Portage firefighters encounter ‘gustnado’ on way to call
By Carrie Napoleon Post-Tribune correspondent August 4, 2012 10:02PM
Firefighters responding to a call about black smoke in the area of 450 West and 750 North in Portage around 4:45 p.m. Saturday appear to have been witnesses to a weather phenomena meteorologists call a “gustnado.”
Lt. Chad Bogue with the Portage Fire Department, said firefighters were headed to what was apparently a small fire in a wood pile on a farm caused by a lightening strike as the storms rolled through this afternoon when they found themselves witnessing a funnel cloud of dust form near Willowcreek Road and U.S. 6.
“There were real strong winds. The air was circulating. It pulled all the dirt up into the air and headed east down U.S. 6,” Bogue said. He said firefighters could see the front edge of the storms and could see the clouds appear to be dipping down toward the dust funnel, but it did not appear to connect.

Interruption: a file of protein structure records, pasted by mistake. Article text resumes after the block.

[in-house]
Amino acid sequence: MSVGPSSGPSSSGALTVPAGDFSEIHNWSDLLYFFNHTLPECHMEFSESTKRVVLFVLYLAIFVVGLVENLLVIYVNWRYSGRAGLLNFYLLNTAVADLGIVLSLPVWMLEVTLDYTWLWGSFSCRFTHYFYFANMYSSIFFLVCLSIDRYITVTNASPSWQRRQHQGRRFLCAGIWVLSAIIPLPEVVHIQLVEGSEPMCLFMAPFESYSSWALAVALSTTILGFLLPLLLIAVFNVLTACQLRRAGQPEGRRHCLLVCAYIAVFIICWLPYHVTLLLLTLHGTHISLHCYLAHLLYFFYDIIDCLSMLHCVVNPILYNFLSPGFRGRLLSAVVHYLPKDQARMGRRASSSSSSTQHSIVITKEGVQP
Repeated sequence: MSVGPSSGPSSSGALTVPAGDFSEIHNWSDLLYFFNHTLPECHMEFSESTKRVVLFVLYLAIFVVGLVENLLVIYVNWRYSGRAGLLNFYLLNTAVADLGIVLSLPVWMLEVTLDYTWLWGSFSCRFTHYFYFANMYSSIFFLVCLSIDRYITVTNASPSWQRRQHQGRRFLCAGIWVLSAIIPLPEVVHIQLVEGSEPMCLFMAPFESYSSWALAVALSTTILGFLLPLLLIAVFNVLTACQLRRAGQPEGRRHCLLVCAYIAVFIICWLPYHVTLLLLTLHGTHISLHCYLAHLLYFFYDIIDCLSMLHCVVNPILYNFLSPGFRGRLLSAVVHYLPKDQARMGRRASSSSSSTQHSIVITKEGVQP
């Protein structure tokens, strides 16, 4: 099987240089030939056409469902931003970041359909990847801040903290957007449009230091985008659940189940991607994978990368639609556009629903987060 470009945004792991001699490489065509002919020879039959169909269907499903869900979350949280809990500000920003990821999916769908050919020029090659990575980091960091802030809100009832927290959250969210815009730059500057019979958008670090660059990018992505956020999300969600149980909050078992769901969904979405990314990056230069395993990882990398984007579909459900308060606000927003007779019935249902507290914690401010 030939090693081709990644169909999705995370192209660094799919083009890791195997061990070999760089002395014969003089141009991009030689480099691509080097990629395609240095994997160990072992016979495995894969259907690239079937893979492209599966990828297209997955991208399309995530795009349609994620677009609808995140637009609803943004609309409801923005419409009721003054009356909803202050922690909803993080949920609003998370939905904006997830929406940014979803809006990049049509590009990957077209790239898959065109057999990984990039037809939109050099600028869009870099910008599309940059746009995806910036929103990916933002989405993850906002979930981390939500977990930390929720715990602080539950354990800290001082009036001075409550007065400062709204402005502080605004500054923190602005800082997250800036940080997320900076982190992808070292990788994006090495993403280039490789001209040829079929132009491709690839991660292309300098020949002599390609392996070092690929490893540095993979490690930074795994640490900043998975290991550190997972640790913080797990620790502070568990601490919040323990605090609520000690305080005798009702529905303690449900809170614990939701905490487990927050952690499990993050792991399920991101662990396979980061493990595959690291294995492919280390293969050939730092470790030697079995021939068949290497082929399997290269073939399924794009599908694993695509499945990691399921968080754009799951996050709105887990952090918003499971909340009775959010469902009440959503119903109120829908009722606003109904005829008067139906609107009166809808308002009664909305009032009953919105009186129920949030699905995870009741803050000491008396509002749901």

“You couldn’t see the Super Kmart building because of all the dust up in the air. It almost looked like the building was on fire,” he said.
Bogue said the dust funnel, which did not have the roaring noise typically associated with a tornado, was going toward the sky. It was very windy at that point and then shortly after the funnel was spotted the rain deluge began. The rain extinguished the small fire to which they were responding.
Matt Friedlein, meteorologist with the National Weather Service Chicago office, said the funnel clouds of dust often turn up on the leading edge of high-wind storm systems. The winds cause dust on the ground to swirl into a funnel cloud that resembles a tornado, but the cloud of dust does not connect with the atmospheric cloud, he said.
“It’s what we call a gustnado. It can look like a tornado, but it’s on the immediate ground level and not in the clouds,” Friedlein said. The gustnado does not cause any more damage than the wind itself. Wind gusts in the area were reported as high as 70 mph during the storm.